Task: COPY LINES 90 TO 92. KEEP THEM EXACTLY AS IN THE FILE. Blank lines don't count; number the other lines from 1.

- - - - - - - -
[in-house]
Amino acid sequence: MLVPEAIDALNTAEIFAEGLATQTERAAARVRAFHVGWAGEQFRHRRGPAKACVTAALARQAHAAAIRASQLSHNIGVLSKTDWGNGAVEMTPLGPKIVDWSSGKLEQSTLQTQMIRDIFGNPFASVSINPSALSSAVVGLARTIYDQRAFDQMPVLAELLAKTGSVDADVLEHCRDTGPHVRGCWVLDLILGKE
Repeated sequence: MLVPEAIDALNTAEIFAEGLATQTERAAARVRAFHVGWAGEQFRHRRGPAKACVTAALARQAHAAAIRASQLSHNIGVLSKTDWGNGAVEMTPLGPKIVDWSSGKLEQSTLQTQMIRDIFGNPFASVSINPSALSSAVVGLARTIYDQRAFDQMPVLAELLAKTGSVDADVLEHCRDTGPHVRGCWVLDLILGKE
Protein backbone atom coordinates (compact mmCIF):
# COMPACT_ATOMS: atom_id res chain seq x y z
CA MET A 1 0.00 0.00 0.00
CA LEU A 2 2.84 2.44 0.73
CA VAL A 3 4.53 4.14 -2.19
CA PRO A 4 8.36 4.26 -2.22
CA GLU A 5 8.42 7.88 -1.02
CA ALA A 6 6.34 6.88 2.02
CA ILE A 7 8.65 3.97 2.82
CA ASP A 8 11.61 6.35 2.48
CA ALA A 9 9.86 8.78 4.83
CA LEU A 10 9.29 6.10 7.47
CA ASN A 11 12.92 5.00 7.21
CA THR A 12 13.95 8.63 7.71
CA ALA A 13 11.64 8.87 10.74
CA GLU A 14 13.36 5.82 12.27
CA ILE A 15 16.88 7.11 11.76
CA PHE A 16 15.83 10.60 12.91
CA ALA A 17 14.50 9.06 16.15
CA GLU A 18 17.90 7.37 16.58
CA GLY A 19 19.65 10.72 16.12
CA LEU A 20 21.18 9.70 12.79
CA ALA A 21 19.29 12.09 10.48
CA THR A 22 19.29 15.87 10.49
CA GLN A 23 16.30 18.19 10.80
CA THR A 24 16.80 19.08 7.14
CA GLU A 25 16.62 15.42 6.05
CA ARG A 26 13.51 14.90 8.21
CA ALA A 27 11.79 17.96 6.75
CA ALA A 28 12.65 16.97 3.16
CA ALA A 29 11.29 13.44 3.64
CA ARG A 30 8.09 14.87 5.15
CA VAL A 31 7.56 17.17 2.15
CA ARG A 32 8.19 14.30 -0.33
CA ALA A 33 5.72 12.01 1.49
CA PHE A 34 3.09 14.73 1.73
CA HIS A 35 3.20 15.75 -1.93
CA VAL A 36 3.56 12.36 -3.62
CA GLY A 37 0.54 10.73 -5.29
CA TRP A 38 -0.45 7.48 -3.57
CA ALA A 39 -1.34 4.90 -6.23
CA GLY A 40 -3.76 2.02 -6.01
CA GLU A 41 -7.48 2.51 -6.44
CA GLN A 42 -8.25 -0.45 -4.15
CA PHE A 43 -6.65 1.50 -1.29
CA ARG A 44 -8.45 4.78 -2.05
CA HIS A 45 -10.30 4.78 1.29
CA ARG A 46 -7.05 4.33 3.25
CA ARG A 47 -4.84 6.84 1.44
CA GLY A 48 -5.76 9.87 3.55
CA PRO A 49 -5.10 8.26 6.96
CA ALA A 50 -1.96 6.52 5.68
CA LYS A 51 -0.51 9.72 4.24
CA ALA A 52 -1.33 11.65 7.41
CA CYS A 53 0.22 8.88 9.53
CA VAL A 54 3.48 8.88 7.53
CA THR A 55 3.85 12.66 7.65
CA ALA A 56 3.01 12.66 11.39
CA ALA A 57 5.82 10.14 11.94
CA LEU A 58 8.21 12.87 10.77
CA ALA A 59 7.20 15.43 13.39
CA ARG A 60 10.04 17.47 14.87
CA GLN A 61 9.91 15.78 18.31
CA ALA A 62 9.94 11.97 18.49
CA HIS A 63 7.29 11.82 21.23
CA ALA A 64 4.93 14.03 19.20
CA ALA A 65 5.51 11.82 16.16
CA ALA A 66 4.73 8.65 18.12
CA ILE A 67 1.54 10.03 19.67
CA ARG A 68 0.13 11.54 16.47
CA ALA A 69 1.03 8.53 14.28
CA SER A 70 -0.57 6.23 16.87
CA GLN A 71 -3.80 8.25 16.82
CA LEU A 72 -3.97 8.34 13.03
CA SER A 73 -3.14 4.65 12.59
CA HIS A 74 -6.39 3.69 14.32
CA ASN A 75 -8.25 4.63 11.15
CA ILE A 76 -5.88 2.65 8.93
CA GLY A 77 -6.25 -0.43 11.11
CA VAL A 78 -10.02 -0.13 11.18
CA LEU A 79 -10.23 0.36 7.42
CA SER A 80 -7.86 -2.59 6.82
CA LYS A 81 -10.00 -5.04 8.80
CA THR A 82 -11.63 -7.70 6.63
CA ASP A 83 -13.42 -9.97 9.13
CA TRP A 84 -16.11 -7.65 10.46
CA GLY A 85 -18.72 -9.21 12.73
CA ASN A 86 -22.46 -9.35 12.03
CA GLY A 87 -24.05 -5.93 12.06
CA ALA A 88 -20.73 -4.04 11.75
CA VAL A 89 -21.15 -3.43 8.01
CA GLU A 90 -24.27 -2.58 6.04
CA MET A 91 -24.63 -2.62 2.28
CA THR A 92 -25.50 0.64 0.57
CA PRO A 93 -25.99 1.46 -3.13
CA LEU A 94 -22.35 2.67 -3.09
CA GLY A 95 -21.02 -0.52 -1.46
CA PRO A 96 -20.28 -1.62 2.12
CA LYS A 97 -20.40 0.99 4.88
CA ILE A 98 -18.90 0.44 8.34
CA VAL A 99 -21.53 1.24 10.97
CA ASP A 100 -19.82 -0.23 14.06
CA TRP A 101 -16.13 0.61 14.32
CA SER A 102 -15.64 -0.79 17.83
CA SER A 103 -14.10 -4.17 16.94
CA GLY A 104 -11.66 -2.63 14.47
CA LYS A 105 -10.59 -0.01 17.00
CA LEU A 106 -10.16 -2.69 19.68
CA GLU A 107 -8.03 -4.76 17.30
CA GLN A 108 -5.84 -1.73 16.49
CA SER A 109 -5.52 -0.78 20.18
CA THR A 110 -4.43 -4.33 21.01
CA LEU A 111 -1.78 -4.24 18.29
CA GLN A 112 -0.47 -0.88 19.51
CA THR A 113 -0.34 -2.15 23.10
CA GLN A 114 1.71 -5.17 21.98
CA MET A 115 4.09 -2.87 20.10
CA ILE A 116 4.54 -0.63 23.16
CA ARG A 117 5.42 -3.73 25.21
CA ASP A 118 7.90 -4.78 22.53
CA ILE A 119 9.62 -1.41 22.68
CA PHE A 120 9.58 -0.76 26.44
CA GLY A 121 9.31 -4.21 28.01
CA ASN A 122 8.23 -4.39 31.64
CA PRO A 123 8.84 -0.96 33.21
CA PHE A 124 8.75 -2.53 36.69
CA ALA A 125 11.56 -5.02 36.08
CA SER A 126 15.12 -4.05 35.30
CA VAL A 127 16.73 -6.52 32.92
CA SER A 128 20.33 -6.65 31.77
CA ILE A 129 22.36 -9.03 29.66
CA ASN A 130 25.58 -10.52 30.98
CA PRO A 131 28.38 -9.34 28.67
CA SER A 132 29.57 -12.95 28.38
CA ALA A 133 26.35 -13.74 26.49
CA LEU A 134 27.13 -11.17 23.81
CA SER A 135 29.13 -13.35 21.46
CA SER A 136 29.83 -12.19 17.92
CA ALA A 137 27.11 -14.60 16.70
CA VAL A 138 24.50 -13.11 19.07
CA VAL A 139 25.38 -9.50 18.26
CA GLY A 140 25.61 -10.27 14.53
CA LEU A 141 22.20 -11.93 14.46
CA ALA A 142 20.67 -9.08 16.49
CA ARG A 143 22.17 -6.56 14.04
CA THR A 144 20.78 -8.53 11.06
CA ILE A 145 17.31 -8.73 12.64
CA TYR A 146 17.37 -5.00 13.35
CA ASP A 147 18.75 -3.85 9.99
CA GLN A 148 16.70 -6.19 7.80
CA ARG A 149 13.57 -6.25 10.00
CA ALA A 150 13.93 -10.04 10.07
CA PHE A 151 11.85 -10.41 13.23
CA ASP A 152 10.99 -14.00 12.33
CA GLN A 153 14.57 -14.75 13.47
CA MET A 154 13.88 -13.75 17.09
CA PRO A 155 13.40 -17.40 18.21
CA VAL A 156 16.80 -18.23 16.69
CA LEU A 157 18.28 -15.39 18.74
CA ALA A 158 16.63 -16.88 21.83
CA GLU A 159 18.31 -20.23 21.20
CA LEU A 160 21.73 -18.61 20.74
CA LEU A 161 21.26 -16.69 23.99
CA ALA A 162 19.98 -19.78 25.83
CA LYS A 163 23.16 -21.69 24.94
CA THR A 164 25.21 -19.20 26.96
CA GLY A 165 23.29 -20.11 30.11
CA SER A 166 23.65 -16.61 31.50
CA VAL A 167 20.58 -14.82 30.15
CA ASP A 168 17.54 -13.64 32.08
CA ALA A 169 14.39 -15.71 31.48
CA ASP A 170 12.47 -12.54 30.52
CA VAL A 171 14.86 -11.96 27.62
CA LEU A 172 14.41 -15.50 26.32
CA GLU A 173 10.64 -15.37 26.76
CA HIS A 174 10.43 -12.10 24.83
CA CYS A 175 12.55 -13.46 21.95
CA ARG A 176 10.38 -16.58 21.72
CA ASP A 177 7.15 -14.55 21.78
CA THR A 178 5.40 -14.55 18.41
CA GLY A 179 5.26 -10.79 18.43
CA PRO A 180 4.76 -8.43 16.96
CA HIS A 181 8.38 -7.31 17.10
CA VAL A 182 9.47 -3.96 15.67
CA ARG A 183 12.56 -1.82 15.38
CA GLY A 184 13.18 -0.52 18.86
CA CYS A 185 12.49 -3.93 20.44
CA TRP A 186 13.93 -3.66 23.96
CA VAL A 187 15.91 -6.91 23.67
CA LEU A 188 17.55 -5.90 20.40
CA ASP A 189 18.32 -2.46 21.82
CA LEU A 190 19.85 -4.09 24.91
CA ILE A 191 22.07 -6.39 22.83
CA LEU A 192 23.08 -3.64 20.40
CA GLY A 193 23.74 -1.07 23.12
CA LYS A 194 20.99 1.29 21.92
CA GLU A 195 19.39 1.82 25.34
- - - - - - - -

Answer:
CA GLY A 85 -18.72 -9.21 12.73
CA ASN A 86 -22.46 -9.35 12.03
CA GLY A 87 -24.05 -5.93 12.06